What is it?
Compression on the median nerve as it passes through the carpal tunnel will result in numbness and tingling in the hand. This can be from injury or chronic over use that results in direct irritation to the nerve. Refer to the image to the right to see a breakdown of the structures that make up the carpal tunnel.
The carpal tunnel is composed of 10 structures. Nine tendons that attach to our muscles that flex the fingers and wrist along with gripping objects. In addition to the tendons, there is the median nerve which is the involved structure. The carpal tunnel boarder is created by carpal bones and the flexor retinaculum. All the tendons are covered by a synovial sheath to help with gliding back and fourth throughout the space.
When the nerve is damaged one will experience numbness and tingling into the palm of the hand. The nerve itself can be damaged by a crush injury or stretching the structure beyond what it is able to move. When increased inflammation in the area occurs due to ligament, muscle, or bone damage that additional swelling can also cause pressure on the nerve. This ultimately leads to symptoms in the hand.
How This Happens
Trauma to this area can be the due to many reasons. When someone types with poor ergonomics the nerve can be placed on stretch which will eventually lead to irritation. When someone strains or tears one of the wrist flexor muscles the tendons can become irritated. This will result in increased swelling in the carpal space. Another factor could be a dislocation or instability of the carpal bones that make up the boarder.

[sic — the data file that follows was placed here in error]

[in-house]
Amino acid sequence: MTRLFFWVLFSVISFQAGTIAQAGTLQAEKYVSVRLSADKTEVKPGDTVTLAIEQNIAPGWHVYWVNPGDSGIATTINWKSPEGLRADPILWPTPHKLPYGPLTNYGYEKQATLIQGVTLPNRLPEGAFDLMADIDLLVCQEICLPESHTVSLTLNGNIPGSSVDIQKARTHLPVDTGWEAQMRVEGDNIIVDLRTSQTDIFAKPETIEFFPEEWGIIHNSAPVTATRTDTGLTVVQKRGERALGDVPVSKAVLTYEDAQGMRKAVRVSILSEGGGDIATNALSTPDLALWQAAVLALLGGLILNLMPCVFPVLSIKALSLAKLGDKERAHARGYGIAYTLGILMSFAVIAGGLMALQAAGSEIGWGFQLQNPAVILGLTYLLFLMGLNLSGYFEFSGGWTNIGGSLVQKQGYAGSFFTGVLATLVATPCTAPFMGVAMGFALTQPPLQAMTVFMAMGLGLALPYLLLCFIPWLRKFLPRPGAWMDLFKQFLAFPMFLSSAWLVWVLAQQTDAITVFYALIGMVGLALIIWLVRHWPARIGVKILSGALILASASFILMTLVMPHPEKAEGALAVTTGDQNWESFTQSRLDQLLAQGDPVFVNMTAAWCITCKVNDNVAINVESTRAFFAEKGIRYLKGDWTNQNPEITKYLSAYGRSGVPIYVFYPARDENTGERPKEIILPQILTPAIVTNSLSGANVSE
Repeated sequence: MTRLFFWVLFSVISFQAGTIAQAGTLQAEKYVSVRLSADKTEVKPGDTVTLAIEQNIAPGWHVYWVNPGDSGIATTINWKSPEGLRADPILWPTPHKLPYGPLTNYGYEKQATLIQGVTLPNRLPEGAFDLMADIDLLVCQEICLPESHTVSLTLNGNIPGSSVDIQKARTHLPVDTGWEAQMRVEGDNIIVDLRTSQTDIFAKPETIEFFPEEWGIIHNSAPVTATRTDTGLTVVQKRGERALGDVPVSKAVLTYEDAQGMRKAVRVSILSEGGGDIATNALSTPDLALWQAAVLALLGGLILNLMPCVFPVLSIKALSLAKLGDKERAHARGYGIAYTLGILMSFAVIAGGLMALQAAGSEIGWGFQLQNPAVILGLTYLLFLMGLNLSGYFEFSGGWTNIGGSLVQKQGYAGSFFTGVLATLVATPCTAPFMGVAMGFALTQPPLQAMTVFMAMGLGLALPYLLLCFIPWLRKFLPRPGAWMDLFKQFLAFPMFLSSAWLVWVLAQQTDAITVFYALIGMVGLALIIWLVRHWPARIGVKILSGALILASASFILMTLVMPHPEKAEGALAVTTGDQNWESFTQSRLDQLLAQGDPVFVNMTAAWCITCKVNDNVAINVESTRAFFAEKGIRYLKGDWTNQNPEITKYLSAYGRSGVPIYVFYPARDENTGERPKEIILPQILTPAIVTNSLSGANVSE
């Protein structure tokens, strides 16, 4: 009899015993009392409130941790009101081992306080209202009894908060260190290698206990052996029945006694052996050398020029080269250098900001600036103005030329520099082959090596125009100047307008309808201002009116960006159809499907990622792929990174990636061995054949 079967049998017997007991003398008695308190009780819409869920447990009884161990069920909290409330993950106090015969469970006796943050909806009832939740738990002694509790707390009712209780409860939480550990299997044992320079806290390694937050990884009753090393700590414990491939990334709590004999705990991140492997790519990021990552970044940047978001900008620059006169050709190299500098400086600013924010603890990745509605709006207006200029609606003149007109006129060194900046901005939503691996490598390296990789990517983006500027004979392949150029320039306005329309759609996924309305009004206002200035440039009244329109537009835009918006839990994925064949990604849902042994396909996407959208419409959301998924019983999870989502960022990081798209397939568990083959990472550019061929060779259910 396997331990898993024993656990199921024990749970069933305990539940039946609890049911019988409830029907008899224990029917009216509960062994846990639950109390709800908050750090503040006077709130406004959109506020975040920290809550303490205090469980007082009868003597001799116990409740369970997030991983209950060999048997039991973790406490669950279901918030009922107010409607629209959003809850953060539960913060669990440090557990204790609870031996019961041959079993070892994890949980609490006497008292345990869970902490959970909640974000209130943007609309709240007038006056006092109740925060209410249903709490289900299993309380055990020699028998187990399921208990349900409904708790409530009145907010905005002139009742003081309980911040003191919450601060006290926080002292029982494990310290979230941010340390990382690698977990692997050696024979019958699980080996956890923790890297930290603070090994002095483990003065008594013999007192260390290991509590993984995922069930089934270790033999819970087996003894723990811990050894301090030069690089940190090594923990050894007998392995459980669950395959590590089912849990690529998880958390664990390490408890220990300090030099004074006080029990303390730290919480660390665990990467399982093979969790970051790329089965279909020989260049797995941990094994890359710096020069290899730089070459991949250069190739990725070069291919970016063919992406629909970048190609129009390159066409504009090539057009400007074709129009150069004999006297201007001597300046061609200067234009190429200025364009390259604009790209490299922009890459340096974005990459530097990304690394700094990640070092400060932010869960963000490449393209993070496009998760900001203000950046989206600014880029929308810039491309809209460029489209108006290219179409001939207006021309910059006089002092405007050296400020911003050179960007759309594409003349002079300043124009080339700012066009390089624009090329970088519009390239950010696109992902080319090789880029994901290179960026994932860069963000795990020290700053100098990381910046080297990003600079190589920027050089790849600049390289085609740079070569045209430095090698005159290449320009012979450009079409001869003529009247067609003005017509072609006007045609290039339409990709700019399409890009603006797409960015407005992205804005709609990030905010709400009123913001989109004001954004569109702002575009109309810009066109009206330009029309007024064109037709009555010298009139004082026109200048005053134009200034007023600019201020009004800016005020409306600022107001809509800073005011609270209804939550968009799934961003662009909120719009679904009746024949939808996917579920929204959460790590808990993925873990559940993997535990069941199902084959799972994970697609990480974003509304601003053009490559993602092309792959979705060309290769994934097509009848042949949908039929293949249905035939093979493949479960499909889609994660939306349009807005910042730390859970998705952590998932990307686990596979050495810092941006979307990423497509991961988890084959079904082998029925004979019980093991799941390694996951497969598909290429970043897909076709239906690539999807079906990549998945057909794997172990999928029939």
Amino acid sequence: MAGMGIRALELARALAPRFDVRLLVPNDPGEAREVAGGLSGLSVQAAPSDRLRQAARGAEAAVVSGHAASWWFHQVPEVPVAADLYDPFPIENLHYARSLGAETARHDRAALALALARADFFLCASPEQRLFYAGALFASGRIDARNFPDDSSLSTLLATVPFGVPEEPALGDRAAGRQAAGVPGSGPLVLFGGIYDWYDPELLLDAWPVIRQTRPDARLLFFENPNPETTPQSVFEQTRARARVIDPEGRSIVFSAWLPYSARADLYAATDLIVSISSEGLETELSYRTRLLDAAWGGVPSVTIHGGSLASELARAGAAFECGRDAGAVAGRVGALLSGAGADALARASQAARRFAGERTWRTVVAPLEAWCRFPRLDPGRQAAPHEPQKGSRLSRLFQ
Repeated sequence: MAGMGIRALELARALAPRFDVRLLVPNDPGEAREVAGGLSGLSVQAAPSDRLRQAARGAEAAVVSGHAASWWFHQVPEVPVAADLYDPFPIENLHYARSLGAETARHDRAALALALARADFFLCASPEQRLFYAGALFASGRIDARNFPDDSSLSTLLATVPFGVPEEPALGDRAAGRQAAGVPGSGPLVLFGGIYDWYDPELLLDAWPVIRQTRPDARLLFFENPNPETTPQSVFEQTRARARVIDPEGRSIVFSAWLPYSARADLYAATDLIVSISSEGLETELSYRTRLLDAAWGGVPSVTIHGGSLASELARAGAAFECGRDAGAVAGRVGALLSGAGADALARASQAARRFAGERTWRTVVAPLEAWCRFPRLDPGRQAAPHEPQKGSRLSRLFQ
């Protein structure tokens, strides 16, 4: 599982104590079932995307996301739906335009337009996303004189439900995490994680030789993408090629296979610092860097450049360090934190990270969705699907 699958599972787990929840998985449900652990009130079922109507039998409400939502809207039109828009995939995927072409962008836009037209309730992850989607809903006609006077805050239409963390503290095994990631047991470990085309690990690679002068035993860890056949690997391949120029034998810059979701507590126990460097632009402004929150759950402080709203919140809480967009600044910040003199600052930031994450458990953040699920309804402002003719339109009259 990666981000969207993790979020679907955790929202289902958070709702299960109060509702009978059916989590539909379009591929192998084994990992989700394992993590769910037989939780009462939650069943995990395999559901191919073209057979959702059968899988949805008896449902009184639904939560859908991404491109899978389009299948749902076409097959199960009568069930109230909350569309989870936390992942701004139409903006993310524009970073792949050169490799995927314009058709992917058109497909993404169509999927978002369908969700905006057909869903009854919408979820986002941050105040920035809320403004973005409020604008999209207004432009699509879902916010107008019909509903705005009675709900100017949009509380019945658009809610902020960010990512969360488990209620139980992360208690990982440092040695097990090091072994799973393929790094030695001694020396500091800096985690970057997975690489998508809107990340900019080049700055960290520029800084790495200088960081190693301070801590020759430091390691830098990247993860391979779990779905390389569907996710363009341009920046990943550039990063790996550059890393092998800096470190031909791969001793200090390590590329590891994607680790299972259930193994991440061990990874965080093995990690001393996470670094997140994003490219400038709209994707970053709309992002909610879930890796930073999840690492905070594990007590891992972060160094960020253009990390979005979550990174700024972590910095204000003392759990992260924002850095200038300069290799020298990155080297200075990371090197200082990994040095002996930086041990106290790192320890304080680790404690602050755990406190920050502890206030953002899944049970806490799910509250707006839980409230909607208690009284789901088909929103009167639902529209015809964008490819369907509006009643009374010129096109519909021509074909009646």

Any reason that could cause a decrease in carpal space will potentially result in compression on the median nerve. This is an important piece of information when dealing with this issue. It is necessary to know the root cause of the issue before getting an invasive treatments or surgeries.
Many people have heard of carpal tunnel surgery or is aware of someone who has dealt with this issue. The purpose of the surgery is to cut the flexor retinaculum (one boarder) to increase space in the area to reduce pressure on the median nerve. However, if the underlying cause is not addressed then it is very likely the symptoms will eventually return.
Picture a city that has a sudden increase in population for an unknown cause. The solution is to cut down all the trees around the city limits to help create space. More people arrive and eventually fill in that added space and the population issue returns.
Now think of your carpal tunnel in the same way. Say there is wrist instability within the joints which causes increased irritation and inflammation. The surgery cuts the flexor retinaculum but the instability in the wrist bones are never addressed. It is very possible the symptoms never progress or return. But ask the question why do a surgery, or cut something in your body that isn’t the root cause. Do you want a temporary or a long term solution?